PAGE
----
May 17, 2010 / 6:58 AM / 9 years ago

Q+A: Drugs and Afghanistan's growing insurgency

KABUL (Reuters) - Afghan and United Nations officials say a natural pest has hit the key narcotics producing region of southern Afghanistan, which could result in a major reduction of poppy output, the raw material for heroin, this year.

Controlling the opium trade in Afghanistan, the world’s leading producer of the drug, is part of the fight by the West and the Afghan government against Taliban militants, overthrown in a U.S.-led invasion in 2001.

Following are questions and answers about Afghanistan’s poppy production, its role in the insurgency and efforts to combat it.


Despite a reduction over the last two years, Afghanistan last year produced 90 percent of the world’s opium, a thick paste made of poppy and then turned into heroin, according to U.N. figures.

In 2009, 123,000 hectares of opium were cultivated in the country, compared to 157,000 in 2008.

The 6,900 metric tons of opium it produced last year is far more than the 5,000 metric tons the world’s addicts consume, leading to a glut that has depressed prices to lows unseen since the 1990s.

Helmand cultivated 69,833 hectares in 2009, but Afghan officials say Kandahar this year has replaced it as the major drugs producing province of Afghanistan.

Drug mafias have built up stockpiles in the region, an Afghan official last week said.


The fall in price drove the value of Afghanistan’s opium crop down to 40 percent to $438 million last year. Opium was said to be worth four percent of Afghan GDP in 2009, compared to seven percent in the previous year.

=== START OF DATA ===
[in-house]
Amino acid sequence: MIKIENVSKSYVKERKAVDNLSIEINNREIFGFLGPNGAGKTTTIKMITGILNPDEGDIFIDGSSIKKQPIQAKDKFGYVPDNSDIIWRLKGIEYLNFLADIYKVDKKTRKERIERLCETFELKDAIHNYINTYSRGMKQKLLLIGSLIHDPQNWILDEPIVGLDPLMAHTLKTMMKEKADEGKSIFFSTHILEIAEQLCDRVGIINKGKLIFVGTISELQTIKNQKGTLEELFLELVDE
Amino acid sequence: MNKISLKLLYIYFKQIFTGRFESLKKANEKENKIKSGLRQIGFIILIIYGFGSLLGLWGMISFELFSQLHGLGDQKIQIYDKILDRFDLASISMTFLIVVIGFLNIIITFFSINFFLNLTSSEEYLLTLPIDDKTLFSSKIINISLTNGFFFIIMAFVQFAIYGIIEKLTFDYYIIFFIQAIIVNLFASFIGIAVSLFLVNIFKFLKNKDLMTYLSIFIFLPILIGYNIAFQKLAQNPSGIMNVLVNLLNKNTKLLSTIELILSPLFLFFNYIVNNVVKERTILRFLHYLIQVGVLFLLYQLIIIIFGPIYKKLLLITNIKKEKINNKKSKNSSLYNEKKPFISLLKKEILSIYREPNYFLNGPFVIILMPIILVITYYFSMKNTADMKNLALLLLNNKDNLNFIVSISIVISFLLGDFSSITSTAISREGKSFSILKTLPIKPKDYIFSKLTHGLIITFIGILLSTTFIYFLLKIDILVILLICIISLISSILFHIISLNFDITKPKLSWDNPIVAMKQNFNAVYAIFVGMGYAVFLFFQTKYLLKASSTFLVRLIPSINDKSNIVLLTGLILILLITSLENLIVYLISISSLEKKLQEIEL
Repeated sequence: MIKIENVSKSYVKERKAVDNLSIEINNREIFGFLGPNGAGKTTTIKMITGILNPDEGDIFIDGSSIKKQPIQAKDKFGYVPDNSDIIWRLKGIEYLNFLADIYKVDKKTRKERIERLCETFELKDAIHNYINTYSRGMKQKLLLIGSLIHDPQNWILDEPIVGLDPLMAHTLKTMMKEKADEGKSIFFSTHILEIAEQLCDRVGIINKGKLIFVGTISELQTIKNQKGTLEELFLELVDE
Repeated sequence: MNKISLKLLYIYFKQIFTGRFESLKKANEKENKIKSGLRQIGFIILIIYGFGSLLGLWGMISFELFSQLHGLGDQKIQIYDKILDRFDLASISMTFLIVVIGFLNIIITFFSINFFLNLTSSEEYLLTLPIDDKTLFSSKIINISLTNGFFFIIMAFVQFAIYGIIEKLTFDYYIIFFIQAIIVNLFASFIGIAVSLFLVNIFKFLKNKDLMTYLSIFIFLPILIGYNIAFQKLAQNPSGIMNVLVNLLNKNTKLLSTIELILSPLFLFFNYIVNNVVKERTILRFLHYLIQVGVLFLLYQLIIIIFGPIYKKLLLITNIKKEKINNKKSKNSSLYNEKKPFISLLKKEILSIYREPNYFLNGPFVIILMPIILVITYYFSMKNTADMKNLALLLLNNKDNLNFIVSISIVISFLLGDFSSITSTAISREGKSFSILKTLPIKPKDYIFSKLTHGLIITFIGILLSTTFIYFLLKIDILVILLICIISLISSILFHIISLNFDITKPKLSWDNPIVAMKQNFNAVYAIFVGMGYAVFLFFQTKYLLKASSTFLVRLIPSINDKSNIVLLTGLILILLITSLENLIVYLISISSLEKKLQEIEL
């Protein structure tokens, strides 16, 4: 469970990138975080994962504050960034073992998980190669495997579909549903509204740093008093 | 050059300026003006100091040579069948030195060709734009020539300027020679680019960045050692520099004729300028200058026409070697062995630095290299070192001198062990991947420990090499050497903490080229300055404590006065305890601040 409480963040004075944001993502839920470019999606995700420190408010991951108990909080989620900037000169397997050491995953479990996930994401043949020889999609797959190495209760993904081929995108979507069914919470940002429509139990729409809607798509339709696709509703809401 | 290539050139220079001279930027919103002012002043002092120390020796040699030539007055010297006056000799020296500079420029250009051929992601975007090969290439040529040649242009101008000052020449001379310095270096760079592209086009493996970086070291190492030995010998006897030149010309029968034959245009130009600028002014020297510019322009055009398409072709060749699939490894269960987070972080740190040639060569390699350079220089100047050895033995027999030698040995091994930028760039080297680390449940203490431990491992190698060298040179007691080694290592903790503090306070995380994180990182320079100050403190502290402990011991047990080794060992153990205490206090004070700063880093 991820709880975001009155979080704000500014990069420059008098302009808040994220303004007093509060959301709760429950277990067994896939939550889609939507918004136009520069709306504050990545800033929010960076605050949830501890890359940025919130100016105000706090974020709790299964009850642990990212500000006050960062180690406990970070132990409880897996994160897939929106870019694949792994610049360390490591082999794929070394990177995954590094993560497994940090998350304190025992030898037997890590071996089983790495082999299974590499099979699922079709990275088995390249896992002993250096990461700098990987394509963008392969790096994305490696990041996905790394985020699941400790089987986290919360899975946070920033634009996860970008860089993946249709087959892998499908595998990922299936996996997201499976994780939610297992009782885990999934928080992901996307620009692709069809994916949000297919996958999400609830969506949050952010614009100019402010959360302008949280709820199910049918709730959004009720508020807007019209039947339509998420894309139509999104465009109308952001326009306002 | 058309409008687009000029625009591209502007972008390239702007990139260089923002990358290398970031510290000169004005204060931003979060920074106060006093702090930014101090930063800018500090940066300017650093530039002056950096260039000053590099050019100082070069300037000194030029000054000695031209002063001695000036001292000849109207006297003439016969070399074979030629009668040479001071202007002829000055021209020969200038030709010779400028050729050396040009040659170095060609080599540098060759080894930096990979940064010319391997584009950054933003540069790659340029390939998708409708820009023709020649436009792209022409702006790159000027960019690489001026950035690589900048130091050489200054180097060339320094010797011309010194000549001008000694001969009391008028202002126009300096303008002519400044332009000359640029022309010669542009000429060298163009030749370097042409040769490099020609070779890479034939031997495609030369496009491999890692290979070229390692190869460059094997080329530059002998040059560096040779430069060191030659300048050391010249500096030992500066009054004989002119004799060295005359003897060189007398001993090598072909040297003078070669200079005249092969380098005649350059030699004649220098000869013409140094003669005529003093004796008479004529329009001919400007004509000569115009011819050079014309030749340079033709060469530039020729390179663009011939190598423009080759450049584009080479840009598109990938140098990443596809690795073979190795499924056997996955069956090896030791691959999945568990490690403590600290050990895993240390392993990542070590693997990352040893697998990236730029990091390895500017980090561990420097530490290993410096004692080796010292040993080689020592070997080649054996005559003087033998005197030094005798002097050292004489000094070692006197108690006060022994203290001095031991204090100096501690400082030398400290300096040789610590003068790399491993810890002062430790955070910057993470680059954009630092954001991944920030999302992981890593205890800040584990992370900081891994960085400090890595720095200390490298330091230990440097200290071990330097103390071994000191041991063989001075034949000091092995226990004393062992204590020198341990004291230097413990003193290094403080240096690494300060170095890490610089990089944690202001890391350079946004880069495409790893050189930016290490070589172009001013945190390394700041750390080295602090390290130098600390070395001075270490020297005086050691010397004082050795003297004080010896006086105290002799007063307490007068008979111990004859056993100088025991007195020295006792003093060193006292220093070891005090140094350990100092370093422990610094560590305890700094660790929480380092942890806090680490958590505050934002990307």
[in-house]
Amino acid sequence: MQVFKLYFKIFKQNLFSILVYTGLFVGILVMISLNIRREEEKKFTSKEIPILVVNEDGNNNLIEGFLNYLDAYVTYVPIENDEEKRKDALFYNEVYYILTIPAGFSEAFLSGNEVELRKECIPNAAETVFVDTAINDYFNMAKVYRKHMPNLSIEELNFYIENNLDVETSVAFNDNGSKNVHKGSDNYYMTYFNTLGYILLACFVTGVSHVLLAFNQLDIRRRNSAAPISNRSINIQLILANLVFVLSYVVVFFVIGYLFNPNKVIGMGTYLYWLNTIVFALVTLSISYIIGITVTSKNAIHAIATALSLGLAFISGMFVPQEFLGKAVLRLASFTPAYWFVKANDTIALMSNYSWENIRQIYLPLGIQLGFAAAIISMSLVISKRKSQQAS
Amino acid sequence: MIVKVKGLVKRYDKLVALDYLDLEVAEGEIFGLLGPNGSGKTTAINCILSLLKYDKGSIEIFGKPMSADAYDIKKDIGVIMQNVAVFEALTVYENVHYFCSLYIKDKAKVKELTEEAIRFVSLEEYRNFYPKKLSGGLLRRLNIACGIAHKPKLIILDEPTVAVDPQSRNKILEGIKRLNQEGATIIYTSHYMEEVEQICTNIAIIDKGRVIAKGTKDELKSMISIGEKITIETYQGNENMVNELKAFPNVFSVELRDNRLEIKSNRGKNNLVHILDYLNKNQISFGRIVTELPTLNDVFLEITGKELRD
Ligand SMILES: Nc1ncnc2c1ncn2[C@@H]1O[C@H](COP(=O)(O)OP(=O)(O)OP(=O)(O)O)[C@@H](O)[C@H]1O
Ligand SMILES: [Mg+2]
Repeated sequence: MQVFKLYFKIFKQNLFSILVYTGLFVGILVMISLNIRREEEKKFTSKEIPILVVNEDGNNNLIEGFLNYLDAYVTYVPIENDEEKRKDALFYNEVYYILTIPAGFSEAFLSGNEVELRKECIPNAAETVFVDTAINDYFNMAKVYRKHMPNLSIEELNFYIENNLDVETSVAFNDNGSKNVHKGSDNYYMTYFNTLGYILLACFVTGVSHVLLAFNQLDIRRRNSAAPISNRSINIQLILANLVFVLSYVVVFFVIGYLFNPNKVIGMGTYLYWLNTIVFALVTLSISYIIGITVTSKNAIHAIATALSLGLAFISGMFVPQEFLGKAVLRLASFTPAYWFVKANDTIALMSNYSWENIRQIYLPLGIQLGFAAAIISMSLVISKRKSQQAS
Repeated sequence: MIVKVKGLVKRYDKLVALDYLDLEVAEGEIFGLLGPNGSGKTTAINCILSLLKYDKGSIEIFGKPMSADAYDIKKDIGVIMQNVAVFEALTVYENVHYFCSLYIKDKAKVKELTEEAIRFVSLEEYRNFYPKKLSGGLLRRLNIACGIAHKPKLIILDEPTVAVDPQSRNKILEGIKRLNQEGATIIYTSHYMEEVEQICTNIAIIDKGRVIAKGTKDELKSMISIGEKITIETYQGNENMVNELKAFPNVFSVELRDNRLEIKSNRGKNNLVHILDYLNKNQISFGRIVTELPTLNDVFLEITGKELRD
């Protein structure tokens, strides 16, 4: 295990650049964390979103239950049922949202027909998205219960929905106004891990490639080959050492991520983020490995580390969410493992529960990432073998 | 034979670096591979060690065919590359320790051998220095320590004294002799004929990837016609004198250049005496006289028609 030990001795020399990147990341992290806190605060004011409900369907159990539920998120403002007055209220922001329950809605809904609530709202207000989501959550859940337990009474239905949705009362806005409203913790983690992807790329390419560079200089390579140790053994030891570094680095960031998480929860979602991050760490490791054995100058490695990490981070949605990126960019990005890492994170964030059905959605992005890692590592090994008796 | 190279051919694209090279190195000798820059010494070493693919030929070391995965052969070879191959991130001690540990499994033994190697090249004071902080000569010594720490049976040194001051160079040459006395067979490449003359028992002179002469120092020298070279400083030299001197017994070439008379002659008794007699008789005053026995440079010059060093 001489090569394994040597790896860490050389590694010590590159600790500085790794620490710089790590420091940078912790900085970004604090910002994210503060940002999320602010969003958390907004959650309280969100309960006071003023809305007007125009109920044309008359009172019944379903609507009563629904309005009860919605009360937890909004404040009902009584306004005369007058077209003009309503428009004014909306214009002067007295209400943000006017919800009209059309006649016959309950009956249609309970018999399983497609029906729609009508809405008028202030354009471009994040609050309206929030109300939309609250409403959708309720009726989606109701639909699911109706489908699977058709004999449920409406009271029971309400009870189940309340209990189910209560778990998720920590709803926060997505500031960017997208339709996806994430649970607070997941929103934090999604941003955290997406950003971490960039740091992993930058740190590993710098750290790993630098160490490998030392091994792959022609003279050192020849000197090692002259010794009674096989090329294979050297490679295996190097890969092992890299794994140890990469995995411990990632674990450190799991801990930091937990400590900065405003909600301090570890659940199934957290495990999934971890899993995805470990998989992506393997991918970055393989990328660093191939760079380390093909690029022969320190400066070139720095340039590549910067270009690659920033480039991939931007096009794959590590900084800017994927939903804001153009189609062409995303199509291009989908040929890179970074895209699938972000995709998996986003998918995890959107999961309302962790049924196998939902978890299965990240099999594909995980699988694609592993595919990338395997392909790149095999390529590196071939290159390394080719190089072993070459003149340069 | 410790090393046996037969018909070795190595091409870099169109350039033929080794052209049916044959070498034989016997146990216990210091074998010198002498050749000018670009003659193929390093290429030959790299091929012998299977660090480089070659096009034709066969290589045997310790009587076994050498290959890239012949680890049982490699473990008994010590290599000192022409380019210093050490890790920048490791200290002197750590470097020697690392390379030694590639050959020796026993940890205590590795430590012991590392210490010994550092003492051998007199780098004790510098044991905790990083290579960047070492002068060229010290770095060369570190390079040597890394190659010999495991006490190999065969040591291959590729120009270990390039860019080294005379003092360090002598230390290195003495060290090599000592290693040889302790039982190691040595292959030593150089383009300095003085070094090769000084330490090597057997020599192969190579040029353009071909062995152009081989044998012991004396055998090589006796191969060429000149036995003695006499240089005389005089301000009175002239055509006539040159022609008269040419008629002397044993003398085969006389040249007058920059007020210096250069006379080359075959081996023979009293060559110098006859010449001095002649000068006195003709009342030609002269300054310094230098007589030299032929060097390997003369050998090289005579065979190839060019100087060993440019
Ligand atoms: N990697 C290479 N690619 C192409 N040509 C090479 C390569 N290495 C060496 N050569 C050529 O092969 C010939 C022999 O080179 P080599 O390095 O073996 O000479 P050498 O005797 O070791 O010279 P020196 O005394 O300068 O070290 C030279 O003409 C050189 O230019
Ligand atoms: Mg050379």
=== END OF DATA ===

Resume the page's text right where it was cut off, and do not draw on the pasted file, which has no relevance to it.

Its street value fell to $3.4 billion in 2008 from $4 billion in 2007, according to the U.N. Office on Drugs and Crime (UNODC) 2008 Afghan Opium Survey. Most of Afghanistan’s drugs end up in European streets, but the country itself has 1.5 million addicts.


The Taliban received about $150 million in funding from the opium trade last year, according to Jean-Luc Lemahieu, United Nations Office on Drugs and Crime (UNODC) head in Afghanistan.

The Taliban receives funds from both farmers and from drug traffickers who smuggle opium across Afghanistan’s numerous borders, including Iran.


Tackling the opium problem has been a big part of the new counter-insurgency strategy by Stanley McChrystal, the U.S. general leading NATO and U.S. troops in Afghanistan.

Some 23,000 U.S.-led foreign troops plan in June to launch the biggest offensive yet against the Taliban in southern Kandahar, which officials say has replaced adjacent Helmand as the epicenter of the world’s opium growing industry.

McChrystal and other commanders say their new anti-insurgent strategy is designed to win hearts and minds of ordinary Afghans and they do not want to force farmers to stop opium cultivation or destroy their fields.

In Marjah, the scene of a large NATO-led offensive in February, U.S. marines gave cash to farmers to destroy their crops.


To eradicate opium, farmers need to be able to replace it with other crops. But opium has two advantages over traditional crops once harvested - it can often be more profitable and it does not rot after harvest, unlike other crops such as grapes.

In 2007, the gross income ratio for farmers from opium to wheat was 10:1. In 2008, that narrowed to 3:1, although that was partly due to drought.

Eradication is also costly and dangerous. At least 78 people involved in eradication, most of them policemen, were killed in 2008, a 75 percent increase on 2007, according to the


More people have lost their lives in the campaign in 2009 and so far this year, according to Afghan officials.

Supporters of poppy eradication say it is only a small part of a wider counter-narcotics policy and is only carried out on targeted areas where farmers have access to alternative crops.

Editing by Alistair Scrutton and Megan Goldin

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